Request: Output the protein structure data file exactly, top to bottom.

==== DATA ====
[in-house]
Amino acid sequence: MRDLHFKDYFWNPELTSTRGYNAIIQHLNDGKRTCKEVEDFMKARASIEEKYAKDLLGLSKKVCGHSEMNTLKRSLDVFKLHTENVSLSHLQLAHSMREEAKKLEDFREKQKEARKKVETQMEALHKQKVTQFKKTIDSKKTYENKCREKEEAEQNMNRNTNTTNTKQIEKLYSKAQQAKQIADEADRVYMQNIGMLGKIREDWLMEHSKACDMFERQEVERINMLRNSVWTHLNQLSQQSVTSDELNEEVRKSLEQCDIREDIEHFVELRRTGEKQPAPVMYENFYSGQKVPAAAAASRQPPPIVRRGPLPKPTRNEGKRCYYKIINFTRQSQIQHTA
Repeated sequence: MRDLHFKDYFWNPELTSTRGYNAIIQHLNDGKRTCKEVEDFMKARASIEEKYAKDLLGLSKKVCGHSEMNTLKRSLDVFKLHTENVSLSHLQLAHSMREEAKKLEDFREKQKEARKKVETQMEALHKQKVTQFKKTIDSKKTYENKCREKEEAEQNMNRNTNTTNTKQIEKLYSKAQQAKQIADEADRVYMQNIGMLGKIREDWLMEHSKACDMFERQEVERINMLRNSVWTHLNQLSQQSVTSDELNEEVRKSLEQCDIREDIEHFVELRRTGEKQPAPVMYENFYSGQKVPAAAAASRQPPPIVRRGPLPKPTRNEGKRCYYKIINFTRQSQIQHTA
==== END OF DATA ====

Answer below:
[in-house]
Amino acid sequence: MRDLHFKDYFWNPELTSTRGYNAIIQHLNDGKRTCKEVEDFMKARASIEEKYAKDLLGLSKKVCGHSEMNTLKRSLDVFKLHTENVSLSHLQLAHSMREEAKKLEDFREKQKEARKKVETQMEALHKQKVTQFKKTIDSKKTYENKCREKEEAEQNMNRNTNTTNTKQIEKLYSKAQQAKQIADEADRVYMQNIGMLGKIREDWLMEHSKACDMFERQEVERINMLRNSVWTHLNQLSQQSVTSDELNEEVRKSLEQCDIREDIEHFVELRRTGEKQPAPVMYENFYSGQKVPAAAAASRQPPPIVRRGPLPKPTRNEGKRCYYKIINFTRQSQIQHTA
Repeated sequence: MRDLHFKDYFWNPELTSTRGYNAIIQHLNDGKRTCKEVEDFMKARASIEEKYAKDLLGLSKKVCGHSEMNTLKRSLDVFKLHTENVSLSHLQLAHSMREEAKKLEDFREKQKEARKKVETQMEALHKQKVTQFKKTIDSKKTYENKCREKEEAEQNMNRNTNTTNTKQIEKLYSKAQQAKQIADEADRVYMQNIGMLGKIREDWLMEHSKACDMFERQEVERINMLRNSVWTHLNQLSQQSVTSDELNEEVRKSLEQCDIREDIEHFVELRRTGEKQPAPVMYENFYSGQKVPAAAAASRQPPPIVRRGPLPKPTRNEGKRCYYKIINFTRQSQIQHTA